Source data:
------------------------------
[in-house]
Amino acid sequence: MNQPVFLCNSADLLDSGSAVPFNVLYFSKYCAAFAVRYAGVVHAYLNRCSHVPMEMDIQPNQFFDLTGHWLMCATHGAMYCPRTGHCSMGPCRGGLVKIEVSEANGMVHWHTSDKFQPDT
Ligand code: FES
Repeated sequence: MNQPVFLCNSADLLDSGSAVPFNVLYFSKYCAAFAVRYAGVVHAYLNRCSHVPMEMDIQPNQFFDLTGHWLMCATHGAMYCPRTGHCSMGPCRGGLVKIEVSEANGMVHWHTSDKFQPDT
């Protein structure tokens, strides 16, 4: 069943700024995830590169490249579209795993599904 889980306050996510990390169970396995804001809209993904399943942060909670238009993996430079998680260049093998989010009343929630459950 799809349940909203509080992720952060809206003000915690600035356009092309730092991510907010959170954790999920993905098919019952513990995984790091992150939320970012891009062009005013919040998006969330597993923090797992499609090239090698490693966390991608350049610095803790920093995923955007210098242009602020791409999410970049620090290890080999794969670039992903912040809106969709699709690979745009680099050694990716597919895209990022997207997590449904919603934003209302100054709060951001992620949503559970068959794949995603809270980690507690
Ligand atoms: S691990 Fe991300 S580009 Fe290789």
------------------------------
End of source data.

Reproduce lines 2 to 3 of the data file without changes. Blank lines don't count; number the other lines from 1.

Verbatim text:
Amino acid sequence: MNQPVFLCNSADLLDSGSAVPFNVLYFSKYCAAFAVRYAGVVHAYLNRCSHVPMEMDIQPNQFFDLTGHWLMCATHGAMYCPRTGHCSMGPCRGGLVKIEVSEANGMVHWHTSDKFQPDT
Ligand code: FES